The Wayback Machine

The "Wayback" - #13

Mention November 22 to many people in the US, and they will immediately associate it with the date that President John F Kennedy was assassinated. But for amateur radio operators, especially those licensed for more than 30 years, it means something totally different: INCENTIVE LICENSING. In a three- stage process starting on November 22, 1967, and ending on November 22, 1969, the FCC instituted "incentive licensing," ostensibly designed to encourage amateurs to upgrade, but in reality a process under which most amateurs lost up to 50% of the frequencies they usually operated. Incentive licensing (or incentive punishment as some have called it) has been blamed for the demise of many American amateur radio equipment manufacturers such as Hammarlund and Hallicrafters, a temporary decline in the number of licensed hams, and bitter feelings against the ARRL and FCC that last to this day. As we approach the 30th anniversary of incentive Licensing, let's take a look at the events that led up to this controversial decision. In order to do so, we must go back to 1951.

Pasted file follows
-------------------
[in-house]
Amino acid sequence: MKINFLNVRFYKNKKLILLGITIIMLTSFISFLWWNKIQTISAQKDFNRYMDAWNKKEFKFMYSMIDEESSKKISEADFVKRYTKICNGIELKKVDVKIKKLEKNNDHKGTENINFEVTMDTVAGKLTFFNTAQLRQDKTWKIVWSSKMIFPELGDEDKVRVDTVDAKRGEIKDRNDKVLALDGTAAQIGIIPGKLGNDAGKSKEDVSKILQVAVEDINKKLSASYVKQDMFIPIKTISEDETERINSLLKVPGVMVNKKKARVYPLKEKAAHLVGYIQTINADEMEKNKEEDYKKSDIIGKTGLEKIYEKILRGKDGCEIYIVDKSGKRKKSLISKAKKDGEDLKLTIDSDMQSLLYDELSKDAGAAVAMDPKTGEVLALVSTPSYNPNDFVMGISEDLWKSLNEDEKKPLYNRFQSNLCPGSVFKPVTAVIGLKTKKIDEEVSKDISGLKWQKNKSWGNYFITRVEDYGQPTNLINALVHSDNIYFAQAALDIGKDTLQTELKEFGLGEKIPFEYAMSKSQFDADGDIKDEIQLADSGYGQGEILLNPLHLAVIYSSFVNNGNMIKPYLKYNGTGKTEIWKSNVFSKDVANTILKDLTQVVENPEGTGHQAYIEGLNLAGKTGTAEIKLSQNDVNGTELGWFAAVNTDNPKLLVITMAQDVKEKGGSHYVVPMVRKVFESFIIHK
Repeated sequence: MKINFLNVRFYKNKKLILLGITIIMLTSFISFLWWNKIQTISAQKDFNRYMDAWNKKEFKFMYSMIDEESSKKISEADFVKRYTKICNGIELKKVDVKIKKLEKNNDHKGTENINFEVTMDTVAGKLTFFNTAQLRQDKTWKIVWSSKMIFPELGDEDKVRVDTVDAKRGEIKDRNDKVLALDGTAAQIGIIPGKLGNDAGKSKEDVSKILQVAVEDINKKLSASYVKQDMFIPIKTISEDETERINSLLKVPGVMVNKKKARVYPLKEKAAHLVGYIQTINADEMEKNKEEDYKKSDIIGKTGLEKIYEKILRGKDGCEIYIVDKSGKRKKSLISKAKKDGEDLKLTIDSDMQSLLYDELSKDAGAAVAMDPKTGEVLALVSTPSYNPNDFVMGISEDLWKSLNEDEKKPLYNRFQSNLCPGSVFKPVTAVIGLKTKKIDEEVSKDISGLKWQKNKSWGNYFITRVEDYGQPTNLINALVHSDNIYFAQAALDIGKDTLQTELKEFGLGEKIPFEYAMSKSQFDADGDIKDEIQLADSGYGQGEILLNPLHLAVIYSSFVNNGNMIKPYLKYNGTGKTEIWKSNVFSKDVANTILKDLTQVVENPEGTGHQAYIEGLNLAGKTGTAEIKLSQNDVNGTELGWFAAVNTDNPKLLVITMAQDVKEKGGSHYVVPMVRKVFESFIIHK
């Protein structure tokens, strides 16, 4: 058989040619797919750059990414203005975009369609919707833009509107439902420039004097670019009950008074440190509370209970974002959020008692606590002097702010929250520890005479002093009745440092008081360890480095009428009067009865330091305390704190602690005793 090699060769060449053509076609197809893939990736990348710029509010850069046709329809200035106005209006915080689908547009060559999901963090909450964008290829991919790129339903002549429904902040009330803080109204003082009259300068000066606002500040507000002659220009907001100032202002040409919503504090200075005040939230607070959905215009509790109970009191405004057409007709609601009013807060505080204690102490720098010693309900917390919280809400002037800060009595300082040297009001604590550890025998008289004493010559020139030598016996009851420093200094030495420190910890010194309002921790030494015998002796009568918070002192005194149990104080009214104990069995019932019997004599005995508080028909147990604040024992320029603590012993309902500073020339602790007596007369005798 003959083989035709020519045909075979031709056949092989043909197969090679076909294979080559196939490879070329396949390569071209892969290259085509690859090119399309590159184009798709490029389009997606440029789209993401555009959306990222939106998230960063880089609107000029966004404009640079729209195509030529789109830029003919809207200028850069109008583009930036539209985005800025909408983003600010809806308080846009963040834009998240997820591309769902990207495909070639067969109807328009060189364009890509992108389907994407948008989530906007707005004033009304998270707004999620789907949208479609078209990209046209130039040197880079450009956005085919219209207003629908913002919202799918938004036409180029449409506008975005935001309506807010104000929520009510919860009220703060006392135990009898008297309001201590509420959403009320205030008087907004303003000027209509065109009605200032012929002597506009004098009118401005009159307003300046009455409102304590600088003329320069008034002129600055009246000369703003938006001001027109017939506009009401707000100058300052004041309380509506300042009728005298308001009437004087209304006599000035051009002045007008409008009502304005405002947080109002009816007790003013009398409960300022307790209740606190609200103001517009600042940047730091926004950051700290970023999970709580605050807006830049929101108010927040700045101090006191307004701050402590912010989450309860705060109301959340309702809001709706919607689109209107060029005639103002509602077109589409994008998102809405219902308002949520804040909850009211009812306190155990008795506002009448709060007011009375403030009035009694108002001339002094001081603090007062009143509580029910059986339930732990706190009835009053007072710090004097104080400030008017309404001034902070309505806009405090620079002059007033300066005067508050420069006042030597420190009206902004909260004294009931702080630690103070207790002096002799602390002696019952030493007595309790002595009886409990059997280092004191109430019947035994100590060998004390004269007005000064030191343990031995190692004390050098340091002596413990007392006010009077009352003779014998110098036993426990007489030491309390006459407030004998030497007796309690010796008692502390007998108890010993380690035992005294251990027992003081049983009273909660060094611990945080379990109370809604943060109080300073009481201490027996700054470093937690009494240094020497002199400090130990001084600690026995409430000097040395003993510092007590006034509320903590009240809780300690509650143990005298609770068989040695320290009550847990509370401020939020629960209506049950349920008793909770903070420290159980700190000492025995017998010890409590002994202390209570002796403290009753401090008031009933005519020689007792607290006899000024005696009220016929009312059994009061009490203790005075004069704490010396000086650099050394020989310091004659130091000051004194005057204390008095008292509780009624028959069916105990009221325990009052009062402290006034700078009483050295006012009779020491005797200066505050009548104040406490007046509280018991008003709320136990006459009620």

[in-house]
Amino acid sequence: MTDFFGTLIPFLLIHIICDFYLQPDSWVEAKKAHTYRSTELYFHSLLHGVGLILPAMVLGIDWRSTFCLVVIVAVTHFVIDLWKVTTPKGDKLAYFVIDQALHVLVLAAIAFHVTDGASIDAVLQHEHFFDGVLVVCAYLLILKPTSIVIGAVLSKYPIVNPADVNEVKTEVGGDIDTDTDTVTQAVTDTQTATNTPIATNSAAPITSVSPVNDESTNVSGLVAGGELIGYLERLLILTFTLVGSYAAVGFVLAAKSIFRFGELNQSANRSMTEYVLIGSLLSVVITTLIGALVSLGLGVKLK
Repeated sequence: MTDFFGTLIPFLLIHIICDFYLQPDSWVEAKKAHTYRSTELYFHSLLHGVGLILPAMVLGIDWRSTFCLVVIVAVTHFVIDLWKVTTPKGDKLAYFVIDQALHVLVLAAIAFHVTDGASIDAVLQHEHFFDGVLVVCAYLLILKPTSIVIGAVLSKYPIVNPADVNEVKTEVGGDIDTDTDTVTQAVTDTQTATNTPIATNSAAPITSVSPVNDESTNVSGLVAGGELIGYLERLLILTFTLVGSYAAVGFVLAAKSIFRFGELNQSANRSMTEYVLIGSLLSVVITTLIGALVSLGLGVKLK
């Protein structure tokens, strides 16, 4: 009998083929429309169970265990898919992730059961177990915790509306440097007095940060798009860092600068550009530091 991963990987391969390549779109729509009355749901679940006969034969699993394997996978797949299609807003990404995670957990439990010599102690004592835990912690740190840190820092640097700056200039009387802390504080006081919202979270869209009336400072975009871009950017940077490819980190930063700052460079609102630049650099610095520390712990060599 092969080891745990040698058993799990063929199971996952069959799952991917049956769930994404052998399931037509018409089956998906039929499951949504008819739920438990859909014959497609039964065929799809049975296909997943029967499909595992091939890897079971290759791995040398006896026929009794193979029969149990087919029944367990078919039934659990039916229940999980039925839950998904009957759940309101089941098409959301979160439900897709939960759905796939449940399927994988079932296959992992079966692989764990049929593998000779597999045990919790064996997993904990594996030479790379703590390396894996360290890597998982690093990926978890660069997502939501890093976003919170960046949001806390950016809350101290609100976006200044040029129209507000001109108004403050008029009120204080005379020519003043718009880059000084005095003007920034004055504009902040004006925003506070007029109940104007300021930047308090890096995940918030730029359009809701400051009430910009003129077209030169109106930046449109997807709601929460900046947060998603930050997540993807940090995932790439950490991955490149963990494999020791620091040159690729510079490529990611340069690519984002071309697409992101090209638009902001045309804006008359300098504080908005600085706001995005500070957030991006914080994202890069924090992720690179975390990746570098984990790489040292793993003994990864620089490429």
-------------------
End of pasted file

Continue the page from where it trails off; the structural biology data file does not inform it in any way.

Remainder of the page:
Prior to 1951, a rather simple license structure existed in this country. Amateurs had a Class A, Class B or Class C license.

Class A conveyed all amateur privileges on all frequencies, including exclusive access to the 75 and 20 meter phone bands. Class A required passing a comprehensive theory exam, and a 13 WPM CW test, which included sending as well as receiving.

Class B conveyed all CW privileges on all bands, and allowed phone operation on 160, 11 and ten meters in the HF spectrum, and on all VHF/UHF frequencies. Note that 75 and 20 phone operation was limited to Class A hams. What about 40 and 15 meters? Well, 40 at that time was CW only. And as for 21 Mc, It wasn't a ham band back then! 15 meters was given to us in 1947 in exchange for the 14.35-14.40 mc segment of 20 meters, but the 15 meter band actually wasn't available to hams until 1952. In addition, 160 meter access was severely restricted at that time because of LORAN Radionavigation and 11 meters was a secondary US only allocation, with limited popularity, so the Class B ham who wanted HF phone action went to ten meters by default. Class B hams passed the same 13 WPM code test as Class A, but a less comprehensive written test.

Class C gave the exact same privileges as Class B, but the exam was given by mail, under the supervision of a Class B (or higher) license, to those who couldn't walk the 175 miles (uphill both ways through the snow!) to a quarterly FCC examination point.